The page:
OGLESBY V. ATTRILL.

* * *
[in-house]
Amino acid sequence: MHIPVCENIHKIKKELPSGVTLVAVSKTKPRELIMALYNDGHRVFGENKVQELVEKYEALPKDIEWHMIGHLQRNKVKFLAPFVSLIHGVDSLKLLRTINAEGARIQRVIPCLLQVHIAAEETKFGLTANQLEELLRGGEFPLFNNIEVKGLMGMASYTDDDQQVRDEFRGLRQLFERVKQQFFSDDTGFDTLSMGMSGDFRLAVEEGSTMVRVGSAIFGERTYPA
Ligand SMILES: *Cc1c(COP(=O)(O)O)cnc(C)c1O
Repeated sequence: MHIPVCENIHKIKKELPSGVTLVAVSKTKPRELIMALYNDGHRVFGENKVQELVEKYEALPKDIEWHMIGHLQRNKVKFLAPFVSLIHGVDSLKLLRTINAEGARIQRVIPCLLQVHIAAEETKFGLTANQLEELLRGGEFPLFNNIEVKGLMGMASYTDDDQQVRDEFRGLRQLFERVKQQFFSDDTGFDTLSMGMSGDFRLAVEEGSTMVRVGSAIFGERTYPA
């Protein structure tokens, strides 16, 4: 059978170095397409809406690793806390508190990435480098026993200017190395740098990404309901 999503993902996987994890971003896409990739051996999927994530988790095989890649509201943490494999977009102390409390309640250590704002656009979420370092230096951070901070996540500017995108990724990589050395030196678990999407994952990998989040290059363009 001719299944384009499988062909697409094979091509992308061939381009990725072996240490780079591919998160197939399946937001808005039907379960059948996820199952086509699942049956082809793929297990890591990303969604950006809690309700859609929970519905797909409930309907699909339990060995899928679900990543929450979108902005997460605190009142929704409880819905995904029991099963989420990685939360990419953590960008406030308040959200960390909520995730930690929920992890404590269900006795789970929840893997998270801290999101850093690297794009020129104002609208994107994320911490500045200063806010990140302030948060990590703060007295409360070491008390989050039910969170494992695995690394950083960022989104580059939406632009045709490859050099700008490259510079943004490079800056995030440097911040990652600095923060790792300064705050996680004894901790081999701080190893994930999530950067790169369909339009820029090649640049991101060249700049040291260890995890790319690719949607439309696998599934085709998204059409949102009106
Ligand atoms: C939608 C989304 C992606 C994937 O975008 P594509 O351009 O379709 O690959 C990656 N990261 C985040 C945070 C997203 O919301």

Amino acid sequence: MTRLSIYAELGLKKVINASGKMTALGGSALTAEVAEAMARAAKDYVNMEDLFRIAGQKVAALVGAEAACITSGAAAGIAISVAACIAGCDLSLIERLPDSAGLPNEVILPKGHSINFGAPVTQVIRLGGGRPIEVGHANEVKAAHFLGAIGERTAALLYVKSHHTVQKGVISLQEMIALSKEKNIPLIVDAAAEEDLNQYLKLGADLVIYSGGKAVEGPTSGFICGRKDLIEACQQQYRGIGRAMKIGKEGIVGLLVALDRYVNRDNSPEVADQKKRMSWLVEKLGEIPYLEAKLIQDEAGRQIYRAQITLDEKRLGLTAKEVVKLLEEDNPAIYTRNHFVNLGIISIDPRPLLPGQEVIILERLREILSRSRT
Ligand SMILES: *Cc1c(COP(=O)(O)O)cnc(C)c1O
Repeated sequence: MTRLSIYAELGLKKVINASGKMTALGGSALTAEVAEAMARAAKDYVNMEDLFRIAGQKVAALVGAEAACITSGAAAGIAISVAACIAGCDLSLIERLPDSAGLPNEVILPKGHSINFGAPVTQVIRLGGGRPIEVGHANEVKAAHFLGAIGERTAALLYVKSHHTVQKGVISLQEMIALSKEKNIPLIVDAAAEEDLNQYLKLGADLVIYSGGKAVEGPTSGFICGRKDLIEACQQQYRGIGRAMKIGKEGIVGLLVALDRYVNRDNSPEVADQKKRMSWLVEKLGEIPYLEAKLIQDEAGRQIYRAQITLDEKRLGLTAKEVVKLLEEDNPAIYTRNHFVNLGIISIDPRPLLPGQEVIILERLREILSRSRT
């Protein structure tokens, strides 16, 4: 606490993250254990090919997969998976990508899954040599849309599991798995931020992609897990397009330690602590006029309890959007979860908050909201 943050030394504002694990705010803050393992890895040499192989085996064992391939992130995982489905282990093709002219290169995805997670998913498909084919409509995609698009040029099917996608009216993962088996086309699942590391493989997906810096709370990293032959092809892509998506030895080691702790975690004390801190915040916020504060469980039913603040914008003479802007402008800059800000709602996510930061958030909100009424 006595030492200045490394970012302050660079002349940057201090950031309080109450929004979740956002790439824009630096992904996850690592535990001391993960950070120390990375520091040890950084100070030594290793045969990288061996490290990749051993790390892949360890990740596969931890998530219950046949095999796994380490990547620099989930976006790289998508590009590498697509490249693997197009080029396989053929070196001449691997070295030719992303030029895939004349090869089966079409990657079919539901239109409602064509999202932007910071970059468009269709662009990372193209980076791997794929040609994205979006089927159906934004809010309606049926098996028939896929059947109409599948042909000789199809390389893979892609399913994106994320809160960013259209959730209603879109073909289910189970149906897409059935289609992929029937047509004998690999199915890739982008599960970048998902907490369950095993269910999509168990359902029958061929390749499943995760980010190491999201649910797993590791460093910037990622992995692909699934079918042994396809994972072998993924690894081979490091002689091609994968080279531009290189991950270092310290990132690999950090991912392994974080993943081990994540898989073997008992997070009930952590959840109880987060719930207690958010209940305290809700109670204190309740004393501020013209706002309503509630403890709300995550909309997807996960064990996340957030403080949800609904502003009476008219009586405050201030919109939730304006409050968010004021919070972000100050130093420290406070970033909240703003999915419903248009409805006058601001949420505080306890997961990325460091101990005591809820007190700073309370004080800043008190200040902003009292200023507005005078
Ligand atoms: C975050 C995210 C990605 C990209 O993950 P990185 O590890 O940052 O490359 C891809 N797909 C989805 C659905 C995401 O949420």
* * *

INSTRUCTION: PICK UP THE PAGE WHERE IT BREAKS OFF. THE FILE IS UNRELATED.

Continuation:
suit between the parties, which is pleaded as a bar, was whether complainants Oglesby and Cassard had been induced to part with their stock in the Crescent City Gas-light Company by the fraudulent acts of the defendant in inducing the directors of the company to concert and carry out a scheme of wanton and illegal assessments upon the stock, and of other oppressive conduct towards the complainants, to enable him to purchase the stock for a mere nominal price. It appears by the averments of the plea, and more fully by the record, which is made a profert, as well as by the record and opinion in the case on writ of error to the supreme court, used by stipulation upon the hearing, that this issue was presented by the pleadings, was submitted specifically to the· jury, and was decided adversely to the complainants. It is perfectly clear that the complainants sought to recover damages in that suit for the loss of their stock by reason of the frauds which are the gravamen of the present cause of action. The case made by the bill differs in matters of evidence from that tried and determined in the former action, and the complainants now seek a rescission of the transfer of the stock, and an accounting instead of the damages which they then claimed; but the cause of action is the same. The matter in issue or point in controversy, which is concluded by a former judgment, is that ultimate fact or state of facts upon which the verdict was based. Smith v. Town of Ontario, 18 Blatchf. 454 1 ; King v. Chase, 15 N. H. 9. In the former suit the matter in issue or point in controversy was whether the defendant had fraudulently obtained the complainants' stock by manipulating the management of the corporation 80 as to coerce them to sell it to him. This having been decided against the complainants, they are concluded from reopening that controversy, althongh the incidents of the transaction and the evidence, as now presented, may vary materially from those relied on in the former suit. The case of Price v. 11 FED. REP. 104, is quite analogous to this, and is in apposite. The judgment in the former suit has never been reversed, although it was reviewed on writ of error by the supreme court. The complainants cannot escape its effect as an estoppel because the judge who delivered the opinion of the supreme court affirming the judgment did not deem it necessary to consider whether the point now in controversy was properly decided against the complainants in the court below or not. What the supreme court adjudged was that the judgment should be affirmed. What the court said is valuable as a contribution to the general fund of legal learning; but if the court had given very poor reasons for their conclusions, the effect of the adjudication would have been the same. In view of these conclusions, it is unnecessary to consider the effect of the former suit as an election of remedies. .